SALT LAKE CITY – If there’s one issue about which Utah Republicans and Democrats can agree, it’s apparently election integrity.
State Rep. Dan Johnson, R-District 4, has crafted such a proverbial legislative miracle addressing that issue in House Bill 70, which sailed through the Utah House this week with unanimous bipartisan support.
“I don’t think that there’s anything more important in a republic than people being able to trust the voting process,” the Cache Valley lawmaker said during a virtual town hall Thursday sponsored by local Republicans. “If they can’t, that doesn’t feel good to me. “
If enacted, the “Ballot Tracking” law proposed by Johnson will allow Utah voters to digitally track their mail-in ballots throughout the election process and to correct any problems that might arise in the counting of their ballots.
The provisions of the proposed law would allow voters, starting in the 2022 federal mid-term election, to choose to receive either text messages or e-mail notifications regarding the status of their ballots.
To do that, the office of Lt. Gov. Deidre Henderson would be required to create an online system that “tracks all ballots that are mailed or deposited in drop-boxes” and maintain a website that allows voters to check the status of their ballots and make technical or conforming changes as necessary.
With bi-partisan sponsorship, Johnson’s bill was passed by the members of the Utah House by a 72-0 margin and sent to the Utah Senate for review.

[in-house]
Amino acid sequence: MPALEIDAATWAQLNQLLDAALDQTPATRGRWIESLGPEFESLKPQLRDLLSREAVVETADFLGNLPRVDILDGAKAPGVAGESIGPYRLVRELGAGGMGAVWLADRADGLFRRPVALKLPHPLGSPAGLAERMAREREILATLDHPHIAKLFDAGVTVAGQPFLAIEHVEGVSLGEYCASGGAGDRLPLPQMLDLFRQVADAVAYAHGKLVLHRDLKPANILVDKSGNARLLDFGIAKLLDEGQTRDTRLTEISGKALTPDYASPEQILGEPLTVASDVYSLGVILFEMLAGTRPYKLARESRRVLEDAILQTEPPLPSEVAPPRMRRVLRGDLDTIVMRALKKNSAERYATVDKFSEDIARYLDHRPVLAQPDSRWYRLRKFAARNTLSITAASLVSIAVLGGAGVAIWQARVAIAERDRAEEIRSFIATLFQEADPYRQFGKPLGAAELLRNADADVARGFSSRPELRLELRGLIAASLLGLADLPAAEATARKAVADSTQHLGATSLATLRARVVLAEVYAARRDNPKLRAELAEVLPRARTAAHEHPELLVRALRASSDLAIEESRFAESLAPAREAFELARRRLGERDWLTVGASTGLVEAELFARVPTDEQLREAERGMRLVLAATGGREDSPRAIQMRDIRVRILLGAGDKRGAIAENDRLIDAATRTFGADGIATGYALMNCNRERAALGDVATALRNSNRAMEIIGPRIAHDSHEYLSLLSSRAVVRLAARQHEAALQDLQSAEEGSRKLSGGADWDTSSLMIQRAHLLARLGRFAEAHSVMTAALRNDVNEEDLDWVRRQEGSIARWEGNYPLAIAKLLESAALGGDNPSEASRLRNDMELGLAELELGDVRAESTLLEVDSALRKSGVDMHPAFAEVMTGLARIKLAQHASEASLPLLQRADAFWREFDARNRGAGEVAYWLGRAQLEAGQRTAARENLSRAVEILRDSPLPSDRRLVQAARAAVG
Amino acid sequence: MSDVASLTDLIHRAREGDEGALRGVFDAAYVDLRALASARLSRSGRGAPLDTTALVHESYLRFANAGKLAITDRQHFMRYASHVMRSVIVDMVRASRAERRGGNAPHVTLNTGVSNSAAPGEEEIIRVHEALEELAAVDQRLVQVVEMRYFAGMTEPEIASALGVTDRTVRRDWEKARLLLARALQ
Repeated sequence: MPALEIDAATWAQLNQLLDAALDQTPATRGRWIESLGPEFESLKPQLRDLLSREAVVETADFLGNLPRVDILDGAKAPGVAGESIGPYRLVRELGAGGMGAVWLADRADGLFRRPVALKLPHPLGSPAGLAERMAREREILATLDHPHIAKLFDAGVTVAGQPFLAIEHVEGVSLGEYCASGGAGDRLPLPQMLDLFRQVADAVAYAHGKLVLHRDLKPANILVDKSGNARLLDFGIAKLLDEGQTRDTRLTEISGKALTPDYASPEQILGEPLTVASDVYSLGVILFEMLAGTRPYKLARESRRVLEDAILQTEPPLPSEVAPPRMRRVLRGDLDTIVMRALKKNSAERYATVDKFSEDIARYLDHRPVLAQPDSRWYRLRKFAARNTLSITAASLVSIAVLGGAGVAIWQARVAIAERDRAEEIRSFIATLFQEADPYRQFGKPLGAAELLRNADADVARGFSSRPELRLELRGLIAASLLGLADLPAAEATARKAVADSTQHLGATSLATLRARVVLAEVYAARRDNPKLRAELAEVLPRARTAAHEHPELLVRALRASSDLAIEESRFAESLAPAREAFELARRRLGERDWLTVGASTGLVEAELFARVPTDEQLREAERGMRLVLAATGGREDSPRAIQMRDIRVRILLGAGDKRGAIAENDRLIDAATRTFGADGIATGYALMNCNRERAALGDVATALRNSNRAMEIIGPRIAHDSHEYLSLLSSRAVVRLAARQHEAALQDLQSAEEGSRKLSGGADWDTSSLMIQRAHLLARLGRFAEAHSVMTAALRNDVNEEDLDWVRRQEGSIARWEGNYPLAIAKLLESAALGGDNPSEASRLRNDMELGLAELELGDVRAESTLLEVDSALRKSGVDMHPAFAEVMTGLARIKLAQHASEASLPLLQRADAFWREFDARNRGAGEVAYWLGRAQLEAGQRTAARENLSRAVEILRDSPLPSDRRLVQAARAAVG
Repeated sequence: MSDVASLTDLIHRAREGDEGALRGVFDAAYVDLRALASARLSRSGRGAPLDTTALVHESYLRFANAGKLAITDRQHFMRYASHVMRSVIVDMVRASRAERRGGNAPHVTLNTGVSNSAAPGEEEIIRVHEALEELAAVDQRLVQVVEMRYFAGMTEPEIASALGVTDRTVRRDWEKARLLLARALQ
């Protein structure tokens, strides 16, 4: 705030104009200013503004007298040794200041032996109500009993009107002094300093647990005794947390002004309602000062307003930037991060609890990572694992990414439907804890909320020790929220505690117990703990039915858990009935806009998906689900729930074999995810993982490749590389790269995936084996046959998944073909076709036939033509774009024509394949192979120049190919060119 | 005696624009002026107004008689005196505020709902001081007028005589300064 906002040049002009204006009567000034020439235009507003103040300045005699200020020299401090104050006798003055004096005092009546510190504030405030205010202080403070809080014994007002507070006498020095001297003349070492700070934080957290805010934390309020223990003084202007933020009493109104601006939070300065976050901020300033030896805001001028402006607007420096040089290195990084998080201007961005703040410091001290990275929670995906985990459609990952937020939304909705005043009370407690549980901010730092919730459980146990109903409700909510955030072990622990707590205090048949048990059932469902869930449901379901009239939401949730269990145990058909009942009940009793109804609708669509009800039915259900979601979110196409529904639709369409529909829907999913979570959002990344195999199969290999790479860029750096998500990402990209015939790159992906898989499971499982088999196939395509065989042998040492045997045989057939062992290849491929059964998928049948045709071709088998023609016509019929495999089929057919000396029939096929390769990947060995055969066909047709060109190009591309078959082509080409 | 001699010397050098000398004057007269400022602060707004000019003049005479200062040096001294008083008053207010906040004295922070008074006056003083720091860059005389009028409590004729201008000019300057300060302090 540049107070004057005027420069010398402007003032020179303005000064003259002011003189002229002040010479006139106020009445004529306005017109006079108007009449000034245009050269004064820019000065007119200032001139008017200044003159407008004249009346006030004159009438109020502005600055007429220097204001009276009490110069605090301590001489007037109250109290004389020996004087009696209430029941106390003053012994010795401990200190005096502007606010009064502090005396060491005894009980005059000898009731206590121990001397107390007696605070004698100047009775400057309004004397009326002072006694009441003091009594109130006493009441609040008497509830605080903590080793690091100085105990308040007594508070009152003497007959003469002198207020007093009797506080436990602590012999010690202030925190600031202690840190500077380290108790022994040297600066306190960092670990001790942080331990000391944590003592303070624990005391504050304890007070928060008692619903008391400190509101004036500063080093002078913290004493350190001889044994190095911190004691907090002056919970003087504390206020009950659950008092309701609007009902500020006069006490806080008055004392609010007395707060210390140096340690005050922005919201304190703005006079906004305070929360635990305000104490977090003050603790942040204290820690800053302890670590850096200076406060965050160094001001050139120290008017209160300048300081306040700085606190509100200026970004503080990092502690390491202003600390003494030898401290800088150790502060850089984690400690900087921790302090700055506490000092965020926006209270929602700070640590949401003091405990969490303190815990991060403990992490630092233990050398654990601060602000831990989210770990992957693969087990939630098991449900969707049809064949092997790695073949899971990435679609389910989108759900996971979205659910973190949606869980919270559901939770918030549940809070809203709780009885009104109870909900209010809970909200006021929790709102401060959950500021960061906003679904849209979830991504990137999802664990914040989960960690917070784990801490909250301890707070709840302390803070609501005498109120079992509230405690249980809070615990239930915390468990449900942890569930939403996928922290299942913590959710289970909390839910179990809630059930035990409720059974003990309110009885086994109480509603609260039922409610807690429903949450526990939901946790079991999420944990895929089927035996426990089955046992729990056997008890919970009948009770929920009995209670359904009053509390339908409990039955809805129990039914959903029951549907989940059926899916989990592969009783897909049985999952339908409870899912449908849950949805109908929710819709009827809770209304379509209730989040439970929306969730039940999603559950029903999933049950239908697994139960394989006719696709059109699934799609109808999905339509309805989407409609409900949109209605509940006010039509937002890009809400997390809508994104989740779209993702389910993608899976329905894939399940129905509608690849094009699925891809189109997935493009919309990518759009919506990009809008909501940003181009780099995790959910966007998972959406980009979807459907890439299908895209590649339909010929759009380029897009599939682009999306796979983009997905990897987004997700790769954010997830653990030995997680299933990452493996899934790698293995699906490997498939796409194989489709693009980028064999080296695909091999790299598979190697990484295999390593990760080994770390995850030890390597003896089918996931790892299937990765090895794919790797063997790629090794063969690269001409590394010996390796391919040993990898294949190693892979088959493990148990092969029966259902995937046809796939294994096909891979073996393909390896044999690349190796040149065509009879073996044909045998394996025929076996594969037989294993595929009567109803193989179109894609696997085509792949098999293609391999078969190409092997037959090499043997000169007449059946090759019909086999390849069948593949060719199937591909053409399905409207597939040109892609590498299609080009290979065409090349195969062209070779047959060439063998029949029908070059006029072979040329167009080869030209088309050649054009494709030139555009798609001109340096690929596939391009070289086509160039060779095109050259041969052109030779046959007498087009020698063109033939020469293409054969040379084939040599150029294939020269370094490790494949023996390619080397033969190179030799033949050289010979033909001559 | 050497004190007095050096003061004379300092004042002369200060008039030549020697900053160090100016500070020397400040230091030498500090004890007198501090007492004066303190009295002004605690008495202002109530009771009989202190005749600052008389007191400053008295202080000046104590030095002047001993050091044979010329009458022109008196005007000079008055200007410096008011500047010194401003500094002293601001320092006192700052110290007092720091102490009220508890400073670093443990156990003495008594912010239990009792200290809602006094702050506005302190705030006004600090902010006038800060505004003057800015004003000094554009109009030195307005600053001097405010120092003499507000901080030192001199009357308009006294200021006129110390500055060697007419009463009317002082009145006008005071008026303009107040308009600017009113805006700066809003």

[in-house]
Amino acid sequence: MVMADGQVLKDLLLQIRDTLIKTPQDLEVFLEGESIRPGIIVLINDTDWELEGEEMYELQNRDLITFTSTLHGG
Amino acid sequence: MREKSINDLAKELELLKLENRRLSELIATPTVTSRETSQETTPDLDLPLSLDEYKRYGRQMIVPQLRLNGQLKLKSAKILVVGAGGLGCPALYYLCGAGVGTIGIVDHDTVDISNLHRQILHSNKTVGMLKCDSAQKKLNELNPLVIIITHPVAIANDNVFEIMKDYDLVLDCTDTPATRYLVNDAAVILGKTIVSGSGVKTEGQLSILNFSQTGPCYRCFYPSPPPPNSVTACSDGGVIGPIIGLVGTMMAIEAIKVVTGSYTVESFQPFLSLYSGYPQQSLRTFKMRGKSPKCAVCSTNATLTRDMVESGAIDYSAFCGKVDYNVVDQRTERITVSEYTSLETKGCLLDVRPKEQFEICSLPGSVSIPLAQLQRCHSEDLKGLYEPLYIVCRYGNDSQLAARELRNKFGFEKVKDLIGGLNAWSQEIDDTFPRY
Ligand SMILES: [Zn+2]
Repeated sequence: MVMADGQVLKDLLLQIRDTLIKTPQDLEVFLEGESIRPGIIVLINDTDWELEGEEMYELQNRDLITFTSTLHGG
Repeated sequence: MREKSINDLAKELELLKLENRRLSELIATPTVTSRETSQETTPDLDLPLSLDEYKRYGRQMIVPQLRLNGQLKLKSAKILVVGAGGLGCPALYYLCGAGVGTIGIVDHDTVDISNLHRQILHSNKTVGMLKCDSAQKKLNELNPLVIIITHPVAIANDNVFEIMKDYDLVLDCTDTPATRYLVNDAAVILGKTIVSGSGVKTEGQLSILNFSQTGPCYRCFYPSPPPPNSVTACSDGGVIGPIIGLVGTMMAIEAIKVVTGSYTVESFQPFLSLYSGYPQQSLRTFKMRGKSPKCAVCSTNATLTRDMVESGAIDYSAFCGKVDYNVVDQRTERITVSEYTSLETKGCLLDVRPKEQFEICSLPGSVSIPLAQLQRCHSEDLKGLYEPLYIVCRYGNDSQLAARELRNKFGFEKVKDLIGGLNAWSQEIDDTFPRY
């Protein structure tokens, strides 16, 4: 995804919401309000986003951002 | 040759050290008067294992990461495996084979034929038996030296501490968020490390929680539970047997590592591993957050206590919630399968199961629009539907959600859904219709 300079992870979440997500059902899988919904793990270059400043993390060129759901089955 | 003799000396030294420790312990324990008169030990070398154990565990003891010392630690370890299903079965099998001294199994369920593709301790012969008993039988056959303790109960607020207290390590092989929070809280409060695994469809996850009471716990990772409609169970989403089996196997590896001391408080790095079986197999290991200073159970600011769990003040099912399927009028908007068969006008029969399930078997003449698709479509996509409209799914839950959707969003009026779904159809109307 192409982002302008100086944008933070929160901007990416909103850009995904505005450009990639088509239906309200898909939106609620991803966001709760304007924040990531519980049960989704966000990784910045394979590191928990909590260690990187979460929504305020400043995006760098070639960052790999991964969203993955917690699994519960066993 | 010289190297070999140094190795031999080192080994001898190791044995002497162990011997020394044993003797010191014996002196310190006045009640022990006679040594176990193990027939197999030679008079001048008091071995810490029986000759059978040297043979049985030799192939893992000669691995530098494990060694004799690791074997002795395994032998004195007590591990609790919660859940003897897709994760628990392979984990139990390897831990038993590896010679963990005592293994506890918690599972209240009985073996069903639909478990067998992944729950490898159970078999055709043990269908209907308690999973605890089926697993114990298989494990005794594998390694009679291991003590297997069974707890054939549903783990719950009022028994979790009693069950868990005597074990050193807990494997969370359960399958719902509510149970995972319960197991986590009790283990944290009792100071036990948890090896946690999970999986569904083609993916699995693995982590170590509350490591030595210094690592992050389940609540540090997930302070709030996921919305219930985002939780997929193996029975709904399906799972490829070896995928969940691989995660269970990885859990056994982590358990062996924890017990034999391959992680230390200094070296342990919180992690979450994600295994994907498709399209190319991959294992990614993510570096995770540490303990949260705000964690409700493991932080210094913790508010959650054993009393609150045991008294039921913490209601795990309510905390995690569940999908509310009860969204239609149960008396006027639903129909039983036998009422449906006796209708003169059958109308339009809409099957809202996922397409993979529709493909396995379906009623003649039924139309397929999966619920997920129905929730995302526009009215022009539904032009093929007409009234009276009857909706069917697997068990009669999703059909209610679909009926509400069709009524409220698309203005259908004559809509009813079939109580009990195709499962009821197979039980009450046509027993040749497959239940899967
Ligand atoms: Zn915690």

The state of Utah used a combination of widespread mail-in ballots and in-person voting to achieve record voter turnout during the 2020 general election. Turnout in Cache County, for example, was an unprecedented 92 percent.
But questionable mail-in balloting rules in some battleground states were the focus of former President Donald J. Trump’s allegations of voter fraud in that election.
While Utah Rep. Casey Snider calls the 2020 general election polling “the fairest election in our state, ever,” he still believes that even tighter voting contests are possible with the adoption of Johnson’s ballot tracking proposals.
“I worked with former Rep. Ed Redd on this bill,” Johnson admitted. “But the original idea for this proposal was stirring in the mind of our new Cache County clerk, Jess Bradfield.”
Bradfield emphasizes that the ability for a voter to track his or her ballot throughout the election process – from the time that a ballot leaves the printer, is completed by the voter, then received by the county clerk and finally counted – will help to address concerns about the integrity of mail-in balloting.
The Cache County clerk explained that his office functioned as a liaison to the Utah Clerks Association (UCA) and stayed in touch with the lieutenant governor’s office during the drafting of Johnson’s bill. As a result, the UCA and Lt. Gov. Henderson voiced supported for HB 70 during the favorable House debate on the proposal.
Bradfield added that Johnson’s bill is also supported by the Utah branch of the American Civil Liberties Union (ACLU).
“We have a lot of good people in Utah with good ideas about this (voter integrity) problem,” Johnson said. “I’m just helping them out.”